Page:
Blacks or African Americans have not historically participated in systemic change related to their health and mental health in large numbers, a fact that some have attributed to disinterest. But in We Ain’t Crazy! Just Coping with a Crazy System: Pathways into the Black Population for Eliminating Health Disparities – 2012 (PDF | 10.1 MB), V. Diane Woods, Dr. P.H., and her colleagues at the African American Health Institute of San Bernardino County (AAHI-SBC) punched a hole in that myth. In fact, when they sought participants for their study, the response was overwhelming, proving that nothing more than a lack of opportunity was to blame for the prior low levels of engagement.
“Black people had a lot of things to say, and those things were very pertinent and germane to the conversation, which was prevention and early intervention in mental illness,” says Dr. Woods.
It’s a historic conversation as well. Dr. Woods says that, before they began the project, she and her colleagues looked for any study that invited black Americans to “give their input in an original manner to impact on system changes” and couldn’t find a single one. “Black people in the United States have never been engaged on this level to give their input about the services they’ve received, and then to also identify what could serve them better,” she says.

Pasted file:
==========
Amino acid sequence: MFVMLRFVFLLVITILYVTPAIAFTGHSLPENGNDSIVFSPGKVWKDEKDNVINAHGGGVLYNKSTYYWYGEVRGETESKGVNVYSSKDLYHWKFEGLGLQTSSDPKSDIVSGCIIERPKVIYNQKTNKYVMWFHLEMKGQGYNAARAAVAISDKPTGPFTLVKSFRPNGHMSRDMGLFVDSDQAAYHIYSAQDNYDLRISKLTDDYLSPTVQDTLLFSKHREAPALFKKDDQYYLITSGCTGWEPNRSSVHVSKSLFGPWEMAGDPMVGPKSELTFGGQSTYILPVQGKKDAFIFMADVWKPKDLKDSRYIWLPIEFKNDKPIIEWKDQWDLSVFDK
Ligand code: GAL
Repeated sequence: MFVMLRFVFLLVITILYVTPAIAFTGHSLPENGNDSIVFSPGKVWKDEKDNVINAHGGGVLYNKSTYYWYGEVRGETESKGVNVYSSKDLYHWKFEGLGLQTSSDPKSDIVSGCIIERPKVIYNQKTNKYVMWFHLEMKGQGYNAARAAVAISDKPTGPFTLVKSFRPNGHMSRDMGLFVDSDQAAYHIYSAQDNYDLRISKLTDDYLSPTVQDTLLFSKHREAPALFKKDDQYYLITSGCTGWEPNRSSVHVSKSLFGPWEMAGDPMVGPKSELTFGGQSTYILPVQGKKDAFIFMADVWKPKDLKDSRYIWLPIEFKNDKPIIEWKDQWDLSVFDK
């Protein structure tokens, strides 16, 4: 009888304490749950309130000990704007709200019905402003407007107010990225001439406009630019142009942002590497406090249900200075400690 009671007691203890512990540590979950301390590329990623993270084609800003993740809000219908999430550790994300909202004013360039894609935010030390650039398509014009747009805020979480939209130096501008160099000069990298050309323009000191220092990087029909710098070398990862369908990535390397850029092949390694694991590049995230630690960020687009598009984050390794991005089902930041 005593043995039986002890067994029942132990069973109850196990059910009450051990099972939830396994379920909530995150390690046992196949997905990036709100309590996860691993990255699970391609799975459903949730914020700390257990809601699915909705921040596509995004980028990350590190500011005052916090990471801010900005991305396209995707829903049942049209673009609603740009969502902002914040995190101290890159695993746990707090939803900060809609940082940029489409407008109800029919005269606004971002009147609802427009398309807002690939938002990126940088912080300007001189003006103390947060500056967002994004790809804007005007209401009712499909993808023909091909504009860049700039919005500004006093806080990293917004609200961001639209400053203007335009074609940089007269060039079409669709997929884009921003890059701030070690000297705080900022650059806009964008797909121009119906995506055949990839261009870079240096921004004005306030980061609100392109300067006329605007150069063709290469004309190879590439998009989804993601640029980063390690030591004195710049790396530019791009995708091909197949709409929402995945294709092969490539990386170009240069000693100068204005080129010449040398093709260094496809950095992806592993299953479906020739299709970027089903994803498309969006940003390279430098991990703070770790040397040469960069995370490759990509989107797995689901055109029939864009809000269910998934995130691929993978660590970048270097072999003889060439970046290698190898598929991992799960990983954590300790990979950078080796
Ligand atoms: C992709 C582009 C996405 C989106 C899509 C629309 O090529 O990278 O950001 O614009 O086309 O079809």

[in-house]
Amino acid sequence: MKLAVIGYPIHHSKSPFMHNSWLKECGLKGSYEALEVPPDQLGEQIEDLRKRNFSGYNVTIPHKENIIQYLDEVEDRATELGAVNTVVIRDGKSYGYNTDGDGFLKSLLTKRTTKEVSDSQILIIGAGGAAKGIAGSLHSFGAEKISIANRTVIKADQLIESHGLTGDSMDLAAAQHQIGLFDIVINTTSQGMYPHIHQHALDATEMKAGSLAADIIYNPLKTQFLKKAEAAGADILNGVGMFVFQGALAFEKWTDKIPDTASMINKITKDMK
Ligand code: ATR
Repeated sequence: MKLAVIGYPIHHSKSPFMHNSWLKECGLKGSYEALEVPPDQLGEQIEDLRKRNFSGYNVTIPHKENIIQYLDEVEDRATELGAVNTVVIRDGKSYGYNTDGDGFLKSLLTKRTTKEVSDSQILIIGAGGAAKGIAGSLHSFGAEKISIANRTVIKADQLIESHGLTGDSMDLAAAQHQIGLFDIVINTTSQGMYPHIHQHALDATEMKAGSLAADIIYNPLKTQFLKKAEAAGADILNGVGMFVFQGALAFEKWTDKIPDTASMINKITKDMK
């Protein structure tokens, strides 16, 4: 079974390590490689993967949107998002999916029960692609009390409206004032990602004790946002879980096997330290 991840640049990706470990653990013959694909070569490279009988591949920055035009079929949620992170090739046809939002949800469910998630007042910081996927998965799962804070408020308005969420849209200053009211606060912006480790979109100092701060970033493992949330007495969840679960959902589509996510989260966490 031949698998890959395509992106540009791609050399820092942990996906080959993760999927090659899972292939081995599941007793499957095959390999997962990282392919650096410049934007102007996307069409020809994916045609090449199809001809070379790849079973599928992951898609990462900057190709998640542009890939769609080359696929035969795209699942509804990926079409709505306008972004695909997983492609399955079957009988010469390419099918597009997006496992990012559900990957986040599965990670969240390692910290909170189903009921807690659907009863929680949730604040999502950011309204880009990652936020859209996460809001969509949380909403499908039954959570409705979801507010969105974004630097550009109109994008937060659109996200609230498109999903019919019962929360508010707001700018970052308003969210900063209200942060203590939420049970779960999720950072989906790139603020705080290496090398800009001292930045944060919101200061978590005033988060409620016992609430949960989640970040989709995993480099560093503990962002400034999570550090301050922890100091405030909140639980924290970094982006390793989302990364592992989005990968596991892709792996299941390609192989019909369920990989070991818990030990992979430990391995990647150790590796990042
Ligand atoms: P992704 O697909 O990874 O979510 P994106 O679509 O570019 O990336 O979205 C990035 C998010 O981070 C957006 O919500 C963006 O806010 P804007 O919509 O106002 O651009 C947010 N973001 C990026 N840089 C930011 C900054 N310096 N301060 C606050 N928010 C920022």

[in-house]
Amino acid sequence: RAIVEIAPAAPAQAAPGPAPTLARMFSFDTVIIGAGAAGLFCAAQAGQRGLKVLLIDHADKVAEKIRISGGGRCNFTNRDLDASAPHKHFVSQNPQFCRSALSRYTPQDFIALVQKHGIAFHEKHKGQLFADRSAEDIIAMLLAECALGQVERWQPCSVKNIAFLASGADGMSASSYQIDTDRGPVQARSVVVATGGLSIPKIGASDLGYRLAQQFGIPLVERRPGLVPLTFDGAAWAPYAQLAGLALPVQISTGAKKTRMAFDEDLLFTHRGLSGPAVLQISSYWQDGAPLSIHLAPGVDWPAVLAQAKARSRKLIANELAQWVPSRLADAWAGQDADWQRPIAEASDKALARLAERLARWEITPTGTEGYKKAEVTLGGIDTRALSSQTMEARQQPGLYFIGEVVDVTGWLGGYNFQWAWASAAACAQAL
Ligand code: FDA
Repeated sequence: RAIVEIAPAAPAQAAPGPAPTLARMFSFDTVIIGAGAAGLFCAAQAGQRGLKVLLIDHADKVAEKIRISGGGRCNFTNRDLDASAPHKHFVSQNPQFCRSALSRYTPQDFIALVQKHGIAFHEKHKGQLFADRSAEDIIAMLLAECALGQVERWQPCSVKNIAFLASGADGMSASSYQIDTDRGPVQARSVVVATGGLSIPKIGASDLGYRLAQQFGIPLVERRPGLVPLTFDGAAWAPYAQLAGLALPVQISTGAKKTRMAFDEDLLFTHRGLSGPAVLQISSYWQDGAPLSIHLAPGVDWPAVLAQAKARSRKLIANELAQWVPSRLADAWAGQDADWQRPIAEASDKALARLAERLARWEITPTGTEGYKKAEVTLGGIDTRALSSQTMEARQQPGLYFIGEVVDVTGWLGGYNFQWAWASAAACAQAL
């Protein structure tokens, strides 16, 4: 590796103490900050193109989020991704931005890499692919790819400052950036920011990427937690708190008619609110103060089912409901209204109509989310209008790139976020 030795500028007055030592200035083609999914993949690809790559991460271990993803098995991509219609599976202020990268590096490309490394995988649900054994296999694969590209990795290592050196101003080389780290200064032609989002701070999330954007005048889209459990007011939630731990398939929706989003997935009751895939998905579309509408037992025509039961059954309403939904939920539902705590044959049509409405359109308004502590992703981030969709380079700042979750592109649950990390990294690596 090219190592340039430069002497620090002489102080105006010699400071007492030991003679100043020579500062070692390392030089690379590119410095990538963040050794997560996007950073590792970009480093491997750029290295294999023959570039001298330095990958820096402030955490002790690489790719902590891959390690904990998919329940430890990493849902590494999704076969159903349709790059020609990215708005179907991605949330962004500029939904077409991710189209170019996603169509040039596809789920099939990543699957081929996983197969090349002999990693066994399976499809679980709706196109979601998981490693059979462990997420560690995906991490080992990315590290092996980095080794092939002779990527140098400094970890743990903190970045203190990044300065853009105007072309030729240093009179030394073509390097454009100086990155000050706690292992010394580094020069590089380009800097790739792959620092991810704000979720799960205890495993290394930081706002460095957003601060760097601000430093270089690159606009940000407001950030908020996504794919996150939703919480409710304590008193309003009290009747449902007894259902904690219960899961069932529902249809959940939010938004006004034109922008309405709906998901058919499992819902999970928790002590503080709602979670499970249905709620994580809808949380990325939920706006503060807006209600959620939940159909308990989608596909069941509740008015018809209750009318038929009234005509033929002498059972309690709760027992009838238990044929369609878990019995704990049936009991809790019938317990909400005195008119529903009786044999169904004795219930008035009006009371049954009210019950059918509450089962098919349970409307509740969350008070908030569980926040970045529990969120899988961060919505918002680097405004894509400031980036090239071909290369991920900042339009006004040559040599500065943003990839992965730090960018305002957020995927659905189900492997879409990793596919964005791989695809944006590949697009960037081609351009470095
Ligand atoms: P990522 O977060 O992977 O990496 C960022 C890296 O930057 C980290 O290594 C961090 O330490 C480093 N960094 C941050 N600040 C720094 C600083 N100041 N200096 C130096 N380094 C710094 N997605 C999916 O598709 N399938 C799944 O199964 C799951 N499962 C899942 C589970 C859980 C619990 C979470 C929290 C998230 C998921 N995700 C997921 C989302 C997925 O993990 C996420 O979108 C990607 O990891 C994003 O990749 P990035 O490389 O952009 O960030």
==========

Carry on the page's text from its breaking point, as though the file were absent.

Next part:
Study Focuses on People’s Perspective of Health Disparity Concerns
We Ain’t Crazy! documents the findings AAHI-SBC made through the California Reducing Disparities Project (CRDP) for African Americans, which was funded by the Mental Health Services Act of 2004. A total of 1,195 individuals participated in focus groups, public forums, one-on-one interviews, small groups, and through administered surveys over a two-year period. According to the 380-page report, the task was to gather information, identify issues, and process and report community-defined practices “from the perspective of the population that support indicators of mental health disparities for Black Californians.” Participants routinely reported shame and embarrassment around mental illness at significant enough levels to keep them from seeking professional help. Furthermore, respondents statewide said that their local Departments of Mental Health had regularly failed them in providing care.
CRDP also revealed high rates of psychological distress, depression, suicide attempts, dual diagnoses, and other mental health concerns among respondents. In addition, co-occurring medical conditions, including heart disease, cancer, stroke, substance use, and violence, were noted in large numbers. In tandem, they paint a population in crisis.
“The report is from the perspective of people, not from the established system,” Dr. Woods says. “That’s what’s so critical about it. This is the voice of the people at all different levels—we are trying to tell the story from a different perspective.”